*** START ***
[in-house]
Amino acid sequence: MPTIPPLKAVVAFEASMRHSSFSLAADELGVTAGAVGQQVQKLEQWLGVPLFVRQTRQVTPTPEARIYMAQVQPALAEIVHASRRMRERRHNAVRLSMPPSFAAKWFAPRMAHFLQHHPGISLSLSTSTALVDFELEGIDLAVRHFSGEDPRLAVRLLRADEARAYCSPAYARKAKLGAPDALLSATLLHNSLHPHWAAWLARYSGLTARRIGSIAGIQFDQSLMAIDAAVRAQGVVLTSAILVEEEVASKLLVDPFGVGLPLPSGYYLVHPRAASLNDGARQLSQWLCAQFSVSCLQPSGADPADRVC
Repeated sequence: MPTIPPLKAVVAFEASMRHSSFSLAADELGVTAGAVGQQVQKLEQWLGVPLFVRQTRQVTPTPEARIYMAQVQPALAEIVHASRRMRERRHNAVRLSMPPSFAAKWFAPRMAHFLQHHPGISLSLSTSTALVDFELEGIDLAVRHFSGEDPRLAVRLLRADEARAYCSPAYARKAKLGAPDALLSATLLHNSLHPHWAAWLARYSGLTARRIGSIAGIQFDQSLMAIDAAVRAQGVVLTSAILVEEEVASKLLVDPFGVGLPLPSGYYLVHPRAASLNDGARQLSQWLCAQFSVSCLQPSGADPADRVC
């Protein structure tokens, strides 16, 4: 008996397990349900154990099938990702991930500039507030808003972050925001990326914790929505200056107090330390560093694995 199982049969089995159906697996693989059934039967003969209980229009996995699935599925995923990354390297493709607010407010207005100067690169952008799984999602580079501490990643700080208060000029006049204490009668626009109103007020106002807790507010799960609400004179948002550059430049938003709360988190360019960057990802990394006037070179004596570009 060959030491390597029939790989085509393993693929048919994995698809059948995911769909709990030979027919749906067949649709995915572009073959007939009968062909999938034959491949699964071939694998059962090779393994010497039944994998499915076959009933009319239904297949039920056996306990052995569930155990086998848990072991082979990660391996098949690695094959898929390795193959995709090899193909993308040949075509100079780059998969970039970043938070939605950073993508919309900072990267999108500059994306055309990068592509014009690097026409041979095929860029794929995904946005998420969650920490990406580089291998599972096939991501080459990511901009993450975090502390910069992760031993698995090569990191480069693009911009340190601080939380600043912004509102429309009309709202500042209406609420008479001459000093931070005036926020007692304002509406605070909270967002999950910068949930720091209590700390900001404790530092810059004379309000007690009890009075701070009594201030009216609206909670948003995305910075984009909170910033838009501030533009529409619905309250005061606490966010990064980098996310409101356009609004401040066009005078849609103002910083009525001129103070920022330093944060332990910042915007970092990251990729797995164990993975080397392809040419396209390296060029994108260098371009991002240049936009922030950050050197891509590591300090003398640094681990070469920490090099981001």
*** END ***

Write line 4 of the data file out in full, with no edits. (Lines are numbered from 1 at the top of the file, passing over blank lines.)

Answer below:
């Protein structure tokens, strides 16, 4: 008996397990349900154990099938990702991930500039507030808003972050925001990326914790929505200056107090330390560093694995 199982049969089995159906697996693989059934039967003969209980229009996995699935599925995923990354390297493709607010407010207005100067690169952008799984999602580079501490990643700080208060000029006049204490009668626009109103007020106002807790507010799960609400004179948002550059430049938003709360988190360019960057990802990394006037070179004596570009 060959030491390597029939790989085509393993693929048919994995698809059948995911769909709990030979027919749906067949649709995915572009073959007939009968062909999938034959491949699964071939694998059962090779393994010497039944994998499915076959009933009319239904297949039920056996306990052995569930155990086998848990072991082979990660391996098949690695094959898929390795193959995709090899193909993308040949075509100079780059998969970039970043938070939605950073993508919309900072990267999108500059994306055309990068592509014009690097026409041979095929860029794929995904946005998420969650920490990406580089291998599972096939991501080459990511901009993450975090502390910069992760031993698995090569990191480069693009911009340190601080939380600043912004509102429309009309709202500042209406609420008479001459000093931070005036926020007692304002509406605070909270967002999950910068949930720091209590700390900001404790530092810059004379309000007690009890009075701070009594201030009216609206909670948003995305910075984009909170910033838009501030533009529409619905309250005061606490966010990064980098996310409101356009609004401040066009005078849609103002910083009525001129103070920022330093944060332990910042915007970092990251990729797995164990993975080397392809040419396209390296060029994108260098371009991002240049936009922030950050050197891509590591300090003398640094681990070469920490090099981001």